Port of Felixstowe staff to strike over pay

A massive Maersk Line container ship being manoeuvred into position by the quayside at Port of Felixstowe, Suffolk, Eastern England, by tug boats where, once safely moored, the containers will be lifted by the cranes onto waiting lorries. Port of Felixstowe is the busiest container port in the UK.

Staff at the Port of Felixstowe have voted in favour of strike action in a dispute over pay.

Union Unite made the announcement on 28 July, where Unite members at Port of Felixstowe are responsible for all aspects of the port’s operation.

The workers recorded a 92 per cent vote for industrial action on an 81 per cent turnout.

The strike will take place in August.

The dispute is a between the Union and the Felixstowe Dock and Railway Company offering a pay increase of five per cent to its workers.

This, according to Unite, is an effective pay cut with the real (RPI) rate of inflation currently standing at 11.9 per cent. Last year the workforce received a below inflation pay increase of 1.4 per cent.

Unite general secretary Sharon Graham said: “The bottom line is this is an extremely wealthy company that can fully afford to give its workers a pay rise. Instead it chose to give bonanza pay outs to shareholders touching £100 million ($122 million).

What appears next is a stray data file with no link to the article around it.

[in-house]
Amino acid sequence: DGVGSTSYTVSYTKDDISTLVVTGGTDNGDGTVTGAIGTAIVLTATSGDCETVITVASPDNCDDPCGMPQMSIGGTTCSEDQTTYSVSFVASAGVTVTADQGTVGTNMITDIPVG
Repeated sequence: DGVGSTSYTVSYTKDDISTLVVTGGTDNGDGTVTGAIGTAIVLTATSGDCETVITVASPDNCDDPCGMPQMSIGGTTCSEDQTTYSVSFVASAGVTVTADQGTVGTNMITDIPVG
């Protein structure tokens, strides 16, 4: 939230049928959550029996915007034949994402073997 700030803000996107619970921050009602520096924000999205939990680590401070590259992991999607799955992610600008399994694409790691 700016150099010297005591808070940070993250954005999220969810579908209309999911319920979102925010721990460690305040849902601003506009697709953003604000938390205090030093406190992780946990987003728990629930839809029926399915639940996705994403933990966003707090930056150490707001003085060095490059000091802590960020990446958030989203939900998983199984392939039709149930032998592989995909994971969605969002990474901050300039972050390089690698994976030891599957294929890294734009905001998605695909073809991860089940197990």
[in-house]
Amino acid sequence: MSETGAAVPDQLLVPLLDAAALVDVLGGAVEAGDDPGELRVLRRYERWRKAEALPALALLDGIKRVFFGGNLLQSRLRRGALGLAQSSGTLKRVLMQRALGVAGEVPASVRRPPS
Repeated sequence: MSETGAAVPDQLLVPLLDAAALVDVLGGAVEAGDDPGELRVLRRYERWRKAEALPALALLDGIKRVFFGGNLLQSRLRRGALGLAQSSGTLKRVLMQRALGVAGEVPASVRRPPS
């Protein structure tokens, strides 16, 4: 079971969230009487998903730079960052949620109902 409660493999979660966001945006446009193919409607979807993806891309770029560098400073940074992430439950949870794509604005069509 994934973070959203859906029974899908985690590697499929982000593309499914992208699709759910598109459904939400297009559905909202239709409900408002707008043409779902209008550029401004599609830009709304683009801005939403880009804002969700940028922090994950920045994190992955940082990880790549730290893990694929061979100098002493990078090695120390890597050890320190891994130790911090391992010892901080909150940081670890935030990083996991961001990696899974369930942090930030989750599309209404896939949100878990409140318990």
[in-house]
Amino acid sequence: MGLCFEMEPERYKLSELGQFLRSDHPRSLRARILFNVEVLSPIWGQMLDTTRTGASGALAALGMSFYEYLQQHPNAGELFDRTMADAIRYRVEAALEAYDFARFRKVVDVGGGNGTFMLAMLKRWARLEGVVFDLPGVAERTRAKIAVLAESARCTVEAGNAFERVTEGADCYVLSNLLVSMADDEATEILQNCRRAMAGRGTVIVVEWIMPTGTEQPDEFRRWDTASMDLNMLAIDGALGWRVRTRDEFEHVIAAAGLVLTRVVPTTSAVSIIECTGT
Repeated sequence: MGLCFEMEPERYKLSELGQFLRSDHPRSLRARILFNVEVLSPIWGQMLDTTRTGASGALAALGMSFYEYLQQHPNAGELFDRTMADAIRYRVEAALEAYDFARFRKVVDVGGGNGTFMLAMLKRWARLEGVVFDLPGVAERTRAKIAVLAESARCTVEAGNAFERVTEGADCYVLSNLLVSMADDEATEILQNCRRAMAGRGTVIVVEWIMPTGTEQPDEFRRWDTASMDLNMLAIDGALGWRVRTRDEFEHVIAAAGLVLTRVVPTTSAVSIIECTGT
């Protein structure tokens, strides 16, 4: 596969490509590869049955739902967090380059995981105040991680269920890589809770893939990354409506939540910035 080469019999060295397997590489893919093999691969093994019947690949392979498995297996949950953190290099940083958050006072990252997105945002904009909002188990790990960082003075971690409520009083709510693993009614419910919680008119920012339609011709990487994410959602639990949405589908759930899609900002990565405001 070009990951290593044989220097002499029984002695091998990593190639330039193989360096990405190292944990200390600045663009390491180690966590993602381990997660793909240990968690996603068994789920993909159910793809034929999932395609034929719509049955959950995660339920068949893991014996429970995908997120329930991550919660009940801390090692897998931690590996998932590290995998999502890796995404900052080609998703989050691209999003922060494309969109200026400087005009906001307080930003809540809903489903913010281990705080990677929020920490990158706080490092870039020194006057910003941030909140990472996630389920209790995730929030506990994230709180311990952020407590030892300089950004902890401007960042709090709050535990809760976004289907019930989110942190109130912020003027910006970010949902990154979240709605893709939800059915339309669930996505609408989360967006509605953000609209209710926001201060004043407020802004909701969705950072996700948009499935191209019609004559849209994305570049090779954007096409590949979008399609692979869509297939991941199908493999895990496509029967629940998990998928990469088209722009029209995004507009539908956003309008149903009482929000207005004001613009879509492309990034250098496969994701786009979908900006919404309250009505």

“Unite is focused on defending the jobs, pay and conditions of its members and we will giving 100 per cent support to our members at Felixstowe.

“Workers should not be paying the price for the pandemic with a pay cut. Unite has undertaken 360 disputes in a matter of months and we will do all in our power to defend workers.”

Strike action would bring Felixstowe to a standstill and would cause major logistical problems for maritime and road haulage transport entering the port. 

Felixstowe is responsible for 48 per cent of the UK’s container trade.

Earlier this month news arose that some 500 dockworkers employed at MDHC container services at Peel Ports in Liverpool will vote on whether to strike in a dispute over pay and conditions.

Also in July a third strike within a handful of weeks took place in Germany following a collapse in negotiations between dockworkers and employers.

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